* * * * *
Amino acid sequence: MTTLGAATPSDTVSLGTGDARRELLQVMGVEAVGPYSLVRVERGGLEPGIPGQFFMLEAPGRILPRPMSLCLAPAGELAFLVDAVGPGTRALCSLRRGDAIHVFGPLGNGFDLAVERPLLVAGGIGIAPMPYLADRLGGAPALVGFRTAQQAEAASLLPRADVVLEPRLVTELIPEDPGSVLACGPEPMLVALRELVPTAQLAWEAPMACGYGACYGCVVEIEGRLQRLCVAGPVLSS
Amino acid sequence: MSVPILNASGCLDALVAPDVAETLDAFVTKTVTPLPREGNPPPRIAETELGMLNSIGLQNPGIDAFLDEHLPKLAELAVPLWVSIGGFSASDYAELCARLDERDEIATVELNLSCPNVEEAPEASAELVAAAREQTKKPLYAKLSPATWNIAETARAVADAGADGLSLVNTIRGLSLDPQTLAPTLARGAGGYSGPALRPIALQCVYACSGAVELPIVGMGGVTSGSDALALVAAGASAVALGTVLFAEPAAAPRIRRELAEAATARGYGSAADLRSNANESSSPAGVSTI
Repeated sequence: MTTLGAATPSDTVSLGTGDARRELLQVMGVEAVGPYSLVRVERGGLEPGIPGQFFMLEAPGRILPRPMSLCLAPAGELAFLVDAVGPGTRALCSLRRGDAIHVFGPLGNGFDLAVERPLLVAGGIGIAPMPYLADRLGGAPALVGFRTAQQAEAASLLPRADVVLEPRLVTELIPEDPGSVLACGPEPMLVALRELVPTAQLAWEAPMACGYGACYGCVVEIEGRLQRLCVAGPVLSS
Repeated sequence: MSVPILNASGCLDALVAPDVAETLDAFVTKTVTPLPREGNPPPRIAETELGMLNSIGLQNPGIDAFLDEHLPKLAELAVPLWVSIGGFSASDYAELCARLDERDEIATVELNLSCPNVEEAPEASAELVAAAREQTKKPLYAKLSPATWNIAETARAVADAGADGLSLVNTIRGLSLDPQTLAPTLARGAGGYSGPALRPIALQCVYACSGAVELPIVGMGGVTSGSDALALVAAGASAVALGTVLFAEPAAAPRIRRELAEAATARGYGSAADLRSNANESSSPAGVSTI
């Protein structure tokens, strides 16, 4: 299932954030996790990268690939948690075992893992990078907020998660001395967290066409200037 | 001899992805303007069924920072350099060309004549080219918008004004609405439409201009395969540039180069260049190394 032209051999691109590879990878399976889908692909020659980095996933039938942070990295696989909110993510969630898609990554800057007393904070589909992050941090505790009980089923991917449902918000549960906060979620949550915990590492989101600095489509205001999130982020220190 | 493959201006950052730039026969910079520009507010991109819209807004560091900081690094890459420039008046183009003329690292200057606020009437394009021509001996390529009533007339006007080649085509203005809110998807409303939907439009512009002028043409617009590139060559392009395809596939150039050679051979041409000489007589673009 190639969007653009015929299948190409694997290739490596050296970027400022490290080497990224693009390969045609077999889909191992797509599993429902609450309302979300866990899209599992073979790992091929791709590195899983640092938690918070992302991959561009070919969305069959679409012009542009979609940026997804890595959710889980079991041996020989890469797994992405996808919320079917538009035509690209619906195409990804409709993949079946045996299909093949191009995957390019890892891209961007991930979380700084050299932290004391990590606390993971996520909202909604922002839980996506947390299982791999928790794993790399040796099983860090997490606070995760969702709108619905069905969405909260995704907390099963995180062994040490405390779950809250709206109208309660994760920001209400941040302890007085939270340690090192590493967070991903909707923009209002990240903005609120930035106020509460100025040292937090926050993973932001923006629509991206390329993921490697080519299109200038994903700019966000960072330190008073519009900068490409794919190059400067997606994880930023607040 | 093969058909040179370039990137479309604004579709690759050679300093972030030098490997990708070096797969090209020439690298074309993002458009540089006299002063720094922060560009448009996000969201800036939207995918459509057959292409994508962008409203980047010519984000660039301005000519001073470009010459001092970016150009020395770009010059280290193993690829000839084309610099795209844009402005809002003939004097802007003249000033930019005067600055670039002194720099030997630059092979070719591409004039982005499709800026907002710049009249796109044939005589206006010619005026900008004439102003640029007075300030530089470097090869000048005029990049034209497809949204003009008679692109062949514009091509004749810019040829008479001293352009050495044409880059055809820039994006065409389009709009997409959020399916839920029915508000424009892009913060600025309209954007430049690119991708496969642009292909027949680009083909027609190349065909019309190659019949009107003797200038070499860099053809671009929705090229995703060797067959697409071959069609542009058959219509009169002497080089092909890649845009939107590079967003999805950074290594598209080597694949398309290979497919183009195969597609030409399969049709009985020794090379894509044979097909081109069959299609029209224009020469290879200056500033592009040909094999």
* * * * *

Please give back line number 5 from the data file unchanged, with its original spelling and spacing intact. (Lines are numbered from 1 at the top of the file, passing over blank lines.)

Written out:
């Protein structure tokens, strides 16, 4: 299932954030996790990268690939948690075992893992990078907020998660001395967290066409200037 | 001899992805303007069924920072350099060309004549080219918008004004609405439409201009395969540039180069260049190394 032209051999691109590879990878399976889908692909020659980095996933039938942070990295696989909110993510969630898609990554800057007393904070589909992050941090505790009980089923991917449902918000549960906060979620949550915990590492989101600095489509205001999130982020220190 | 493959201006950052730039026969910079520009507010991109819209807004560091900081690094890459420039008046183009003329690292200057606020009437394009021509001996390529009533007339006007080649085509203005809110998807409303939907439009512009002028043409617009590139060559392009395809596939150039050679051979041409000489007589673009 190639969007653009015929299948190409694997290739490596050296970027400022490290080497990224693009390969045609077999889909191992797509599993429902609450309302979300866990899209599992073979790992091929791709590195899983640092938690918070992302991959561009070919969305069959679409012009542009979609940026997804890595959710889980079991041996020989890469797994992405996808919320079917538009035509690209619906195409990804409709993949079946045996299909093949191009995957390019890892891209961007991930979380700084050299932290004391990590606390993971996520909202909604922002839980996506947390299982791999928790794993790399040796099983860090997490606070995760969702709108619905069905969405909260995704907390099963995180062994040490405390779950809250709206109208309660994760920001209400941040302890007085939270340690090192590493967070991903909707923009209002990240903005609120930035106020509460100025040292937090926050993973932001923006629509991206390329993921490697080519299109200038994903700019966000960072330190008073519009900068490409794919190059400067997606994880930023607040 | 093969058909040179370039990137479309604004579709690759050679300093972030030098490997990708070096797969090209020439690298074309993002458009540089006299002063720094922060560009448009996000969201800036939207995918459509057959292409994508962008409203980047010519984000660039301005000519001073470009010459001092970016150009020395770009010059280290193993690829000839084309610099795209844009402005809002003939004097802007003249000033930019005067600055670039002194720099030997630059092979070719591409004039982005499709800026907002710049009249796109044939005589206006010619005026900008004439102003640029007075300030530089470097090869000048005029990049034209497809949204003009008679692109062949514009091509004749810019040829008479001293352009050495044409880059055809820039994006065409389009709009997409959020399916839920029915508000424009892009913060600025309209954007430049690119991708496969642009292909027949680009083909027609190349065909019309190659019949009107003797200038070499860099053809671009929705090229995703060797067959697409071959069609542009058959219509009169002497080089092909890649845009939107590079967003999805950074290594598209080597694949398309290979497919183009195969597609030409399969049709009985020794090379894509044979097909081109069959299609029209224009020469290879200056500033592009040909094999």